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How do we trace the consequences of women’s participation in politics? What do we know about the engagement of diverse women in politics? In what ways do commentators assess the contributions of female decision-makers to public life?

Sylvia Bashevkin has studied these questions closely. She presents her latest findings in Women as Foreign Policy Leaders, a comparative study of four American decision-makers published in fall 2018 in the Oxford University Press series called Studies in Gender and International Relations.

Women as Foreign Policy Leaders examines four high-profile appointees in the United States since 1980: Jeane Kirkpatrick during the Reagan years, Madeleine Albright in the Clinton era, Condoleezza Rice during the George W. Bush

presidency, and Hillary Rodham Clinton in the first Obama mandate.

Women as Foreign Policy Leaders documents the difference women made in a domain long dominated by men. In probing the actions taken by four appointees on matters of political conflict and gender equality, the book demonstrates female decision-makers made varied and transformative contributions to Republican as well as Democratic administrations.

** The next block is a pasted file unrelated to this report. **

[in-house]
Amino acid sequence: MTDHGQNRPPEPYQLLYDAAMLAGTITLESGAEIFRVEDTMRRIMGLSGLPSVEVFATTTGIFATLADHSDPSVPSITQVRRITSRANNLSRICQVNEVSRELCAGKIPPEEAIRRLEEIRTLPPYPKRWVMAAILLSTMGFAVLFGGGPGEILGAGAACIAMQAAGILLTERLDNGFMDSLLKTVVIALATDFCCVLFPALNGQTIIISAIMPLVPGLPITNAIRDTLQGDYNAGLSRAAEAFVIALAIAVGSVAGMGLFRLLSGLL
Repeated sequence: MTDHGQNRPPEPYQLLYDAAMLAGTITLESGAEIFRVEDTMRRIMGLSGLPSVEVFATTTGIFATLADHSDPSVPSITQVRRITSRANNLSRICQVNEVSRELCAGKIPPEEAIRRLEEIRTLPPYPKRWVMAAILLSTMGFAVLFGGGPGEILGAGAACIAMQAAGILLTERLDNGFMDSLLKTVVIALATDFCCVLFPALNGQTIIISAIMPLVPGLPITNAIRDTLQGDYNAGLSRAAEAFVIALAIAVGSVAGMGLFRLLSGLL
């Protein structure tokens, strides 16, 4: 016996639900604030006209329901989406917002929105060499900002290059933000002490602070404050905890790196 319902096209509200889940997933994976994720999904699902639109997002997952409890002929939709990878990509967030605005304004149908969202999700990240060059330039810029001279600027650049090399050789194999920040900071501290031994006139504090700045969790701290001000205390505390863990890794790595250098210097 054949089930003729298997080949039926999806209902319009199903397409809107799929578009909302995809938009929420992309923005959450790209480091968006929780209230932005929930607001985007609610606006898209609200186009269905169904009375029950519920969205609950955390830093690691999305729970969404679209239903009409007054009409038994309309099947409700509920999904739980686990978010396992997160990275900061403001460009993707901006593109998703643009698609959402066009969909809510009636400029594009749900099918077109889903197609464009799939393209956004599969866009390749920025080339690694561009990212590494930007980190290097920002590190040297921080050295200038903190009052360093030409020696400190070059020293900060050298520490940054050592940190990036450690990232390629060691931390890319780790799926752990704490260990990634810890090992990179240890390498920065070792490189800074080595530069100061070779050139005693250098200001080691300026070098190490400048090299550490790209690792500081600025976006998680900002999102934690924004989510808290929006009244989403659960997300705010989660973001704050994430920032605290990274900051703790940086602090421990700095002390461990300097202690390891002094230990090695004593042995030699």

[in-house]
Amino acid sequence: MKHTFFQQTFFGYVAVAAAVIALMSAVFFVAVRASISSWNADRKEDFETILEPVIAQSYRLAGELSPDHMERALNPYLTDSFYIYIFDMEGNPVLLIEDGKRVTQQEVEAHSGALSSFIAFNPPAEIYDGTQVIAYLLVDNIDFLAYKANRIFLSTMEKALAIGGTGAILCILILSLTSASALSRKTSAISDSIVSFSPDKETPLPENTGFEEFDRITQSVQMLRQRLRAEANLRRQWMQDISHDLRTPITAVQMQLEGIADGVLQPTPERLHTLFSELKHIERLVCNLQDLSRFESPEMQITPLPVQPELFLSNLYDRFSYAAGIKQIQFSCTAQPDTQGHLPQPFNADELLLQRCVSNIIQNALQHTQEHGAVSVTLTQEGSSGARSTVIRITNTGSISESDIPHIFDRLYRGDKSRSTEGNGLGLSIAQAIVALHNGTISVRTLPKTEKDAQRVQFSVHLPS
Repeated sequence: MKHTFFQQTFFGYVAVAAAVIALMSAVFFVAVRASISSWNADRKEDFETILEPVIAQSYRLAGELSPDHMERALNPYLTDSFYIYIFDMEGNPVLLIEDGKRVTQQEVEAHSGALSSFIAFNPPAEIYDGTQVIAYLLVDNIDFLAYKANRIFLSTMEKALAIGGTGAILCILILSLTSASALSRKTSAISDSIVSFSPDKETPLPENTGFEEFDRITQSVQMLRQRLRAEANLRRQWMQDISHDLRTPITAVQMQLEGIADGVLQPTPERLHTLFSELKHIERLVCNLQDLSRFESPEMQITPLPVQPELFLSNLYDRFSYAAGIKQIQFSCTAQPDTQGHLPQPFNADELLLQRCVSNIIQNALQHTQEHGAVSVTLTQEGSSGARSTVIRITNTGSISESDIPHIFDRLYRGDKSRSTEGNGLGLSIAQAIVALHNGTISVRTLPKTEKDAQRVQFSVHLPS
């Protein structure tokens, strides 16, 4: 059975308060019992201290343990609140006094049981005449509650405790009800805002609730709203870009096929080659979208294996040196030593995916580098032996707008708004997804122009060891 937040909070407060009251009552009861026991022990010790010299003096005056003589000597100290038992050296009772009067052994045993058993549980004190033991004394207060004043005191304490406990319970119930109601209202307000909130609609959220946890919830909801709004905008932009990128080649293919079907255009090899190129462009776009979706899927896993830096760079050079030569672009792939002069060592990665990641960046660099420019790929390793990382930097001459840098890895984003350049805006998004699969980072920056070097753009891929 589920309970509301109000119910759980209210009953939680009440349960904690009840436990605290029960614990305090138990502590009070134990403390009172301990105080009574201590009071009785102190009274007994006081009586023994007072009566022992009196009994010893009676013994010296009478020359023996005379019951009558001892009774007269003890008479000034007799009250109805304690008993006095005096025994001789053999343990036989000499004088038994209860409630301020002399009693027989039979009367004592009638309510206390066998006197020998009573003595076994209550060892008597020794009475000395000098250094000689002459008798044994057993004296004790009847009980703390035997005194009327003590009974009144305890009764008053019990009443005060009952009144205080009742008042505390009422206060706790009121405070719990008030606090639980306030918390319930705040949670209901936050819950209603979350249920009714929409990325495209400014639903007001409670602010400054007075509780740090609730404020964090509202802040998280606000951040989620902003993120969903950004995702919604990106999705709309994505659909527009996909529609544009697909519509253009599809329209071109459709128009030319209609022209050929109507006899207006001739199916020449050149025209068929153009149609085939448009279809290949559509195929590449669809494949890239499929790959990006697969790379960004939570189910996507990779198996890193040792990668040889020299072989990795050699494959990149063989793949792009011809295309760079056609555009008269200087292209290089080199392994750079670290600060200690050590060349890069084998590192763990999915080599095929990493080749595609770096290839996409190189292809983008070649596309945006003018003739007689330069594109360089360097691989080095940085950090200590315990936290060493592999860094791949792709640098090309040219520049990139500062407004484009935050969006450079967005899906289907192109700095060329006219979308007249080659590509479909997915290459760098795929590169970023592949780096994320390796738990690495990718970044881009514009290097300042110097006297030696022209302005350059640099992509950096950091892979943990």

The track records of these four women reveal not just a consistent willingness to pursue muscular, aggressive approaches to international relations, but also widely divergent views about feminism. Women as Foreign Policy Leaders shows how Kirkpatrick, Albright, Rice, and Clinton staked out their presence on the international scene and provided a crucial antidote to the silencing of women’s voices in global politics.


Women as Foreign Policy Leaders

Sylvia Bashevkin - Women as Foreign Policy Leaders
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